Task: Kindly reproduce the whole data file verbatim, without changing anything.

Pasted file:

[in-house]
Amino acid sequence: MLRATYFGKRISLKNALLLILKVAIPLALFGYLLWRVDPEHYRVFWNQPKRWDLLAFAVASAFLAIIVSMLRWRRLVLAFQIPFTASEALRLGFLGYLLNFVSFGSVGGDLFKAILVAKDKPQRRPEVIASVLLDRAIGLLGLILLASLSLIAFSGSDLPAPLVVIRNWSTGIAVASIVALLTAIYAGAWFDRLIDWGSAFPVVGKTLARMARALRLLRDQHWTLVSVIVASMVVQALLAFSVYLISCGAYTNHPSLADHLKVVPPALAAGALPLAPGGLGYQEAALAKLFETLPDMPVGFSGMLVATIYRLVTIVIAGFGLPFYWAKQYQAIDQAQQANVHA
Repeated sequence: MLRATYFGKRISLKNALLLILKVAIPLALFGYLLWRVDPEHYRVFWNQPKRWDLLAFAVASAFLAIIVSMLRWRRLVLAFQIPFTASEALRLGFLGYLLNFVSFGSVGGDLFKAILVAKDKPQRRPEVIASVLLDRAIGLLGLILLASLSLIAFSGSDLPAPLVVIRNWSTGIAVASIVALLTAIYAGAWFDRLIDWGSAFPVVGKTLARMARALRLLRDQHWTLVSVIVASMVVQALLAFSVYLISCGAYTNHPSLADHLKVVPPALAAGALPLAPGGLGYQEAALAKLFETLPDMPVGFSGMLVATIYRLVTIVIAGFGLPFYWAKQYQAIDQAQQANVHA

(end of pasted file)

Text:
[in-house]
Amino acid sequence: MLRATYFGKRISLKNALLLILKVAIPLALFGYLLWRVDPEHYRVFWNQPKRWDLLAFAVASAFLAIIVSMLRWRRLVLAFQIPFTASEALRLGFLGYLLNFVSFGSVGGDLFKAILVAKDKPQRRPEVIASVLLDRAIGLLGLILLASLSLIAFSGSDLPAPLVVIRNWSTGIAVASIVALLTAIYAGAWFDRLIDWGSAFPVVGKTLARMARALRLLRDQHWTLVSVIVASMVVQALLAFSVYLISCGAYTNHPSLADHLKVVPPALAAGALPLAPGGLGYQEAALAKLFETLPDMPVGFSGMLVATIYRLVTIVIAGFGLPFYWAKQYQAIDQAQQANVHA
Repeated sequence: MLRATYFGKRISLKNALLLILKVAIPLALFGYLLWRVDPEHYRVFWNQPKRWDLLAFAVASAFLAIIVSMLRWRRLVLAFQIPFTASEALRLGFLGYLLNFVSFGSVGGDLFKAILVAKDKPQRRPEVIASVLLDRAIGLLGLILLASLSLIAFSGSDLPAPLVVIRNWSTGIAVASIVALLTAIYAGAWFDRLIDWGSAFPVVGKTLARMARALRLLRDQHWTLVSVIVASMVVQALLAFSVYLISCGAYTNHPSLADHLKVVPPALAAGALPLAPGGLGYQEAALAKLFETLPDMPVGFSGMLVATIYRLVTIVIAGFGLPFYWAKQYQAIDQAQQANVHA